Gerty MacDowell - “Ulysses” by James Joyce

A Comprehensive Analysis of Literary Protagonists - Sykalo Evgen 2023

Gerty MacDowell - “Ulysses” by James Joyce

A pivotal figure in James Joyce's "Ulysses" is Gerty MacDowell, a character who explores human dreams, wants, and the intricacy of the human psyche. By going through her character type, role in the story, background, personality traits, motivations and goals, conflicts and challenges, relationships, symbolism and archetypes, character arc, language and dialogue, cultural and historical context, and critical perspectives, we will follow the steps outlined above to conduct a thorough analysis of Gerty MacDowell.

Type of Character

One could classify Gerty MacDowell as a vibrant figure. She doesn't play a major role in the story, but during the book, she experiences a significant inward change. Her persona develops into a more sophisticated and self-aware person from an object of fancy and want.

Place in the Narrative

A supporting role is played by Gerty MacDowell in "Ulysses." In the "Nausicaa" episode, she plays a crucial role as the focus of Leopold Bloom's voyeuristic attentions. Her presence deepens the examination of voyeurism, sexuality, and how outside factors affect personal wants.


The work does not delve further into Gerty's past. She is described as having a physical impairment, nevertheless, and uses a crutch to walk. This particular element gives her character more sensitivity, which affects how she interacts with others and sees the world.

Personality Characteristics

Gerty is presented as a romantic and daydreaming figure. Her creative fantasies during the fireworks scenario on the beach demonstrate how vivid her imagination is. Despite being aware of her own attraction, she is still shown as being relatively naïve and idealistic. Joyce uses words that conjure images of sensuality and purity for her.

Motives and Objectives

The need for love and connection appears to be Gerty's main driving force. She longs for romantic encounters and is painfully conscious of how alone she is because of her physical limitations. Her craving for recognition and affection is evident in the beach scene, where she sees herself as the object of desire.

Difficulties and Conflicts

Gerty struggles with her fantasies and desires on an internal level. There is a complicated internal struggle that results from the conflict between her love ambitions and the reality of her physical condition. In addition, Bloom's voyeuristic stare gives rise to the outward conflict, which intensifies her interior difficulties.


In the book, Gerty's relationships are not given any attention. She seldom interacts with other characters; her bond with Bloom during the beach scene is the most important one. They have a complicated relationship that combines voyeurism, desire, and a transient bond.

Archetypes and Symbolism

One way to interpret Gerty MacDowell is as a symbol for the point when sensuality and purity converge. Her appearance on the beach, lit up by fireworks, represents the transient essence of desire and beauty. She can be the archetypal romantic heroine who longs for happiness and love.

The Character's Story

The "Nausicaa" episode features a small but profound change in Gerty's personality. She is initially portrayed as a passive object of desire, but as she becomes conscious of Bloom's gaze, she gains agency. Her character development culminates in this self-awareness, which highlights her transformation from an idealized object to a person with desires and agency.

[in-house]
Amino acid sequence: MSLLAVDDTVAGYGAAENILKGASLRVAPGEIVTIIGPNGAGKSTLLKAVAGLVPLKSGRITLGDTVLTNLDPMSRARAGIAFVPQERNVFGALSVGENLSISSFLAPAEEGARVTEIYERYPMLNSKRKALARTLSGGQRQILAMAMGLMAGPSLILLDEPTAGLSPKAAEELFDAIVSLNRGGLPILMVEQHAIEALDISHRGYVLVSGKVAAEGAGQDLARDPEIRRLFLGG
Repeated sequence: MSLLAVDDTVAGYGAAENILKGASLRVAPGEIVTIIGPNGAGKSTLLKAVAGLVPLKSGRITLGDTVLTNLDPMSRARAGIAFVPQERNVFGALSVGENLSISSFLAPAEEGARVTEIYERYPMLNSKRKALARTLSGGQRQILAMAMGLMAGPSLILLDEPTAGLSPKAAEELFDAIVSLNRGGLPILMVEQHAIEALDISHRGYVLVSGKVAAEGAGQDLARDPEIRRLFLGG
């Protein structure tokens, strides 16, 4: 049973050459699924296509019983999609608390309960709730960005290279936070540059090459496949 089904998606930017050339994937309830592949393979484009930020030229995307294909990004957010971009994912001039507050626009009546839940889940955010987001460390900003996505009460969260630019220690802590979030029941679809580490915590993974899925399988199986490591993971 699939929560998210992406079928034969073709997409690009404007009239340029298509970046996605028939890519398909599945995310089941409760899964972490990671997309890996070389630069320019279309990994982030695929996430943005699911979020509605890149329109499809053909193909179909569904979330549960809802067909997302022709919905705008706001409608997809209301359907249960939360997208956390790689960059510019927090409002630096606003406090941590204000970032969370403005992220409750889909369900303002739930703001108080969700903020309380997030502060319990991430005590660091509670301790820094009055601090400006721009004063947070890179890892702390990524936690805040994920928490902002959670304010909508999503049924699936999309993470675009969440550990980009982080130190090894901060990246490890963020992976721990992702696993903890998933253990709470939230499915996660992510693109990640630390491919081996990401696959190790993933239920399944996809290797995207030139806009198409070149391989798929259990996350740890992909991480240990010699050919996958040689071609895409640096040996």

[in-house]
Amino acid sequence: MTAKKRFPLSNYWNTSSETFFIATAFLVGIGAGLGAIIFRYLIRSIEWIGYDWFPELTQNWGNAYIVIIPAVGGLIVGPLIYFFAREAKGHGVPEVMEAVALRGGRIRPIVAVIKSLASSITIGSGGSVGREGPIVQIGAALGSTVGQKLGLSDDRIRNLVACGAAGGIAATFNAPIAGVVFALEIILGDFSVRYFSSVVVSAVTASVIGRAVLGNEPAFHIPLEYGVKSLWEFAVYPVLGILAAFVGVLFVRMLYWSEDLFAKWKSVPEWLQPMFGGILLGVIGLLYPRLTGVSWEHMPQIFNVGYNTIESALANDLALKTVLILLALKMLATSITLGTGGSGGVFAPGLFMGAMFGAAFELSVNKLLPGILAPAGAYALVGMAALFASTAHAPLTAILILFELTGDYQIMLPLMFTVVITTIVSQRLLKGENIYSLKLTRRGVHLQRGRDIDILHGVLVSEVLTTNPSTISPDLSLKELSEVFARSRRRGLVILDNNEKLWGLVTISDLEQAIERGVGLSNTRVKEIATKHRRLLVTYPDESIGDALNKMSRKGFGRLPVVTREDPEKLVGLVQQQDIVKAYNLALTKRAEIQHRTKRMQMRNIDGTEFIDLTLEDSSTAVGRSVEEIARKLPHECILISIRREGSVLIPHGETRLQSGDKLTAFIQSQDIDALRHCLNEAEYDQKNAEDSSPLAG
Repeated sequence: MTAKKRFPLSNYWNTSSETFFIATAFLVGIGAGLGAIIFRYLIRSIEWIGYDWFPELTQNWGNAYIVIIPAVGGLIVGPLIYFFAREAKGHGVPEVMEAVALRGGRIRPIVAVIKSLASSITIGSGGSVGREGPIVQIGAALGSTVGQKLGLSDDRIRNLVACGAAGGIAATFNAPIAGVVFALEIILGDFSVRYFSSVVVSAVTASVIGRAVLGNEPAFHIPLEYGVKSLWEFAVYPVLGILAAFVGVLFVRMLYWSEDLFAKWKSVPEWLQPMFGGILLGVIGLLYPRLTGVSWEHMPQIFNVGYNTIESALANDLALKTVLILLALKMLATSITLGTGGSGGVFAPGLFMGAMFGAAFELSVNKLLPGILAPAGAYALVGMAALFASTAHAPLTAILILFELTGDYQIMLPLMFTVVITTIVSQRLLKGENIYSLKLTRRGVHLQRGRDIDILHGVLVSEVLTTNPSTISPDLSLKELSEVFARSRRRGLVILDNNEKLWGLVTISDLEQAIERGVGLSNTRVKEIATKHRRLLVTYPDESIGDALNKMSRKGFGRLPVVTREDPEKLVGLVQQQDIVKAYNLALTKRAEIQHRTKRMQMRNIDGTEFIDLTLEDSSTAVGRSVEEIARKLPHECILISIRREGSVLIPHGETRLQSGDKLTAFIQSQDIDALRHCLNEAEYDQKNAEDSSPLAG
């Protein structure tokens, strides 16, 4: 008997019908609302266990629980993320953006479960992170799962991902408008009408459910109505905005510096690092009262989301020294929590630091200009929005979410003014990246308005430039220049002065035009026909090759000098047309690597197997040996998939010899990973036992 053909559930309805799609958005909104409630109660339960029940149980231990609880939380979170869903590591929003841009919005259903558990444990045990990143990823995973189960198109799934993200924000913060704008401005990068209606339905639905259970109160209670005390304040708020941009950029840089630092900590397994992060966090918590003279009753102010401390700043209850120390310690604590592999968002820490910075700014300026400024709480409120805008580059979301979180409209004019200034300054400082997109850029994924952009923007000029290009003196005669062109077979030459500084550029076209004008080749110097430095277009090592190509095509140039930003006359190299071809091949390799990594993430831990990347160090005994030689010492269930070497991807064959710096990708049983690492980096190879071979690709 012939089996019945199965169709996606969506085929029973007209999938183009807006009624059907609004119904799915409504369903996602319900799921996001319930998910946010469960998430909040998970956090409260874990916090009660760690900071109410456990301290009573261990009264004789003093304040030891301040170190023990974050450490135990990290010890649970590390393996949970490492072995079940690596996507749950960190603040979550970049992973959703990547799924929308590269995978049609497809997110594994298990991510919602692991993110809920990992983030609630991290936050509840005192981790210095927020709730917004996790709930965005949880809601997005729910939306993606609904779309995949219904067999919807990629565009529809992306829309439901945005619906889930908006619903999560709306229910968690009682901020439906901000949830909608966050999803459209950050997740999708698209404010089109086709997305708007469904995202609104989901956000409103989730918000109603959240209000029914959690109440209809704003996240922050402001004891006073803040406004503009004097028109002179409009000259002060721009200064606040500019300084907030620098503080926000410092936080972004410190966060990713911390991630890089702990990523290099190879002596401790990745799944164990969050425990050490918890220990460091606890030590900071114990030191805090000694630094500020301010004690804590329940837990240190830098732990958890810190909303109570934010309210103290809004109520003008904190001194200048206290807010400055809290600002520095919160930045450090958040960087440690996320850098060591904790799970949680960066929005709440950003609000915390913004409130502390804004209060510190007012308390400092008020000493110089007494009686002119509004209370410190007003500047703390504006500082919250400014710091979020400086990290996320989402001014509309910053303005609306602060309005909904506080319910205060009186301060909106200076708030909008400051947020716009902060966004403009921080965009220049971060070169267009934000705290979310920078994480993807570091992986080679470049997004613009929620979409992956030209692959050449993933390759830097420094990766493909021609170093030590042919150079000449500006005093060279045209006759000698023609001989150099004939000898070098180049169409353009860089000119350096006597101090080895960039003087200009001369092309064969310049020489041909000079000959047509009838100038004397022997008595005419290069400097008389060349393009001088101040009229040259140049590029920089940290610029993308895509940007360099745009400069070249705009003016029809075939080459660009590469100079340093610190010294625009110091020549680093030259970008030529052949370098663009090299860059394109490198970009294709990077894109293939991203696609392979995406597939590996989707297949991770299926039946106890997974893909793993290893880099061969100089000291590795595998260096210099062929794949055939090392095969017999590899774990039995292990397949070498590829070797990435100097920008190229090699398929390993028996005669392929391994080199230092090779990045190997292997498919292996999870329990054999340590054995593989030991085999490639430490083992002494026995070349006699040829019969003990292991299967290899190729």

Dialogue and Language

Gerty is a passionate and dreamy person, as seen by her words and inner monologue. Joyce uses a style known as stream-of-consciousness writing to explore her thoughts and reveal her inner world. Although she doesn't say much, her beautifully described thoughts and desires highlight her amorous and imaginative nature.

Historical and Cultural Background

Dublin in the early 20th century must be understood in the context of Gerty's character. Her ideas of love, beauty, and femininity are shaped by the expectations and social conventions of the day. Her interactions with others are further complicated by her physical impairment, which also adds a degree of social and cultural complexity.

Analytical Views

Scholars and critics have tackled Gerty's persona from a variety of perspectives. Some highlight her part in delving into the complexity of desire, while others concentrate on her narrative symbolism. Examining several critical vantage points can offer a more complex interpretation of Gerty's persona and her role in the novel's themes.

Layout Your Interpretation

We can arrange this analysis logically by going through the procedures listed in order to present it coherently. This guarantees a methodical investigation of Gerty MacDowell's persona, enabling a thorough comprehension of her function in "Ulysses."

Offer Proof

Direct statements and scenes from the "Nausicaa" episode can be used to bolster each point of the analysis. There is sufficient evidence in Joyce's complex and well-written story to delve deeply into Gerty's character, enabling a comprehensive and solidly substantiated analysis.

In conclusion, "Ulysses" explores love, fantasy, and the human psyche in depth through the nuanced portrayal of Gerty MacDowell. We are able to comprehend Gerty's significance in the greater scheme of Joyce's masterwork through a thorough examination of her character type, role in the story, background, personality traits, motivations, conflicts, relationships, symbolism, archetypes, character arc, language, cultural context, and critical perspectives.